Driving & Charging

Is it worth paying more for an electric car that can charge super fast?

Some electric cars are able to charge faster than others. Your lifestyle can determine what charging capability is most suitable for you.

Is it worth paying more for an electric car that can charge super fast?

Automakers know that people are concerned about how long it will take to recharge an electric car if they’re on a trip, so they’re touting the impressive speeds at which today’s EV’s can recharge.  You may see numbers thrown around like “Tesla Model 3 can charge 175 miles in 15 minutes” or “Hyundai’s Ioniq5 can charge 10% to 80% in just 18 minutes.”  

What does this really mean for which electric car you should buy? Is it worth paying for an extra fast charge speed?  An Ioniq5 could cost $10,000 more than a Chevy Bolt with similar range.  There’s a few things to keep in mind.  

First, when you charge your car at home overnight, here’s how long it takes: 5 seconds. That’s how long it takes to plug it in and walk away.  If you have a home EV charger, you may hardly ever need to stop at a public charging station.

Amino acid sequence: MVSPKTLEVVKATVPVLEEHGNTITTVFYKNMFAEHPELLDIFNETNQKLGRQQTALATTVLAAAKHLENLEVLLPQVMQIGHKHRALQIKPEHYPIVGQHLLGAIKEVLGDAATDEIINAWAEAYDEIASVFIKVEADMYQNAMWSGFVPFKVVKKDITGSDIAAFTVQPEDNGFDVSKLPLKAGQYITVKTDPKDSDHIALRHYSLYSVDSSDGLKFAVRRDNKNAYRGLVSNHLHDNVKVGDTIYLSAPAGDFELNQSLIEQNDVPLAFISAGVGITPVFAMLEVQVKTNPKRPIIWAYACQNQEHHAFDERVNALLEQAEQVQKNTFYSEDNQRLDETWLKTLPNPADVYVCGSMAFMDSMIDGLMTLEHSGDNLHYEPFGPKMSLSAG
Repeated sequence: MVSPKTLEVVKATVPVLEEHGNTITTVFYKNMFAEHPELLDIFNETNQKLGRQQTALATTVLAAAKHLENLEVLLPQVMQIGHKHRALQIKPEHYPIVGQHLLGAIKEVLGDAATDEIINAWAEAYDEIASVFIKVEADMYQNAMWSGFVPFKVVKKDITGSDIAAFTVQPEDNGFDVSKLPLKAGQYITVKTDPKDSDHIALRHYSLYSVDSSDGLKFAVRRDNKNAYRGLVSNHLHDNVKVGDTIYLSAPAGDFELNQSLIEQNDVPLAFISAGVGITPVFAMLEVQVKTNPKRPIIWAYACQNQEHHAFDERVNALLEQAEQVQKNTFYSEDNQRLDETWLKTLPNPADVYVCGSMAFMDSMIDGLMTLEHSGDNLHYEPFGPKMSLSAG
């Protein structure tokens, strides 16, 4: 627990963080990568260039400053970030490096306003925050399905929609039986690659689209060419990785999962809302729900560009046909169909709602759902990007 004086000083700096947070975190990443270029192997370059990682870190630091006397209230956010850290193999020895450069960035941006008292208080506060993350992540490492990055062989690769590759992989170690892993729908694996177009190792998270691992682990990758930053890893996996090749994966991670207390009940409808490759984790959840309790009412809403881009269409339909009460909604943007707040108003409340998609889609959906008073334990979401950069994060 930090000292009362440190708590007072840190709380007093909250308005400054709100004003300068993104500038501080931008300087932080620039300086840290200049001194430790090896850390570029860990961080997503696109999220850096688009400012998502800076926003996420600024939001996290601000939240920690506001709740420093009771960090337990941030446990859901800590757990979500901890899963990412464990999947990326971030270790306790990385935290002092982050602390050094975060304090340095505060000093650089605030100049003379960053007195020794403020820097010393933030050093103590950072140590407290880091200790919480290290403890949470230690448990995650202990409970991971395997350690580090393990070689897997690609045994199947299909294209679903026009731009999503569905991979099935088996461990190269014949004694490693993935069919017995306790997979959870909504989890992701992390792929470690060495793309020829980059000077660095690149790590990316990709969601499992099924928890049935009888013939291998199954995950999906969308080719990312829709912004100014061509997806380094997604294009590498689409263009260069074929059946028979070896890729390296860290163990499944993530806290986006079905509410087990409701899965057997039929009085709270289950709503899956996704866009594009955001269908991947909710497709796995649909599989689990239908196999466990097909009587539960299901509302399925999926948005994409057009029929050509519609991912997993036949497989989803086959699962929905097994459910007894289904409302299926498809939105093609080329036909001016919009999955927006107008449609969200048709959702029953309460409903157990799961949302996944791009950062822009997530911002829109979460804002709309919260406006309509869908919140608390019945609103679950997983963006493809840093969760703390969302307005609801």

But is it worth paying more for a car that charges up super fast on road trips or if you don’t have a home charger?

Fast Charging Cars Need Fast Chargers. But They’re Coming (Fast).

First, to get the fastest charge possible, you’ll need both a fast charging car and a fast charging charger.  Soon you’ll be able to buy a Hyundai Ioniq5 that can charge at a super fast 350kW.  If you look on a map of chargers, you may only see ones around you that can go up to 100kW.  This is like if your computer is faster than your internet connection - you’ll be limited by the connection.

The good news is, more and more fast chargers up to 350 kW are being installed. So if you invest in a Hyundai Ioniq5, that fast charging capability will get more and more useful over time.  You’ll just have to wait for the situation to mature.

How Fast is Fast, Really?

Speed to charge an EV is a tricky question - there is no single answer, because charging speed changes as the battery fills up (and also based on whether the charger can get all the electricity it needs at that moment, how hot the battery is, and more).  

Remember calculus from school?  There’s some of that involved here, but we won’t make you do it.  Here’s a quick summary:

The faster a car can charge, the more it will adjust its charge rate as the battery fills, because it is very intensive on both the charger and the battery to run at that max level for very long.

And here’s a little secret: many EV’s rarely get to their max rated charge speed, even if they’re at a charger that can handle that.  If they do, they only get there for a few short minutes.